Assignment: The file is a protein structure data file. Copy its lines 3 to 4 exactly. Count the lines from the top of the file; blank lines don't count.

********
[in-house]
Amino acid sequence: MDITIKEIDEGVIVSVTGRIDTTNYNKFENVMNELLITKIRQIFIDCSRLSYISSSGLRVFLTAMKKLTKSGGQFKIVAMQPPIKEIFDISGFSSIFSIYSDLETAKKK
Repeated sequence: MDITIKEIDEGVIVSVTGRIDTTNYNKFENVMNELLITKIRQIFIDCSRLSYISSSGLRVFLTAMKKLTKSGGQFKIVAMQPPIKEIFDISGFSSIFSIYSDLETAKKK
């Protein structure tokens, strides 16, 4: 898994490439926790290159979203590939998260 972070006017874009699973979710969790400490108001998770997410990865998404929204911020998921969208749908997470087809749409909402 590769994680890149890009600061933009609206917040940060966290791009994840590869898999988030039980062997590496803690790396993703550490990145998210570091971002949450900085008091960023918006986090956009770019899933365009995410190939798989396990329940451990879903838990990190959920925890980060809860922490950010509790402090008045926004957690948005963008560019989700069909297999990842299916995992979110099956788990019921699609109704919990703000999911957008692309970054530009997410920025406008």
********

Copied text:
Repeated sequence: MDITIKEIDEGVIVSVTGRIDTTNYNKFENVMNELLITKIRQIFIDCSRLSYISSSGLRVFLTAMKKLTKSGGQFKIVAMQPPIKEIFDISGFSSIFSIYSDLETAKKK
């Protein structure tokens, strides 16, 4: 898994490439926790290159979203590939998260 972070006017874009699973979710969790400490108001998770997410990865998404929204911020998921969208749908997470087809749409909402 590769994680890149890009600061933009609206917040940060966290791009994840590869898999988030039980062997590496803690790396993703550490990145998210570091971002949450900085008091960023918006986090956009770019899933365009995410190939798989396990329940451990879903838990990190959920925890980060809860922490950010509790402090008045926004957690948005963008560019989700069909297999990842299916995992979110099956788990019921699609109704919990703000999911957008692309970054530009997410920025406008």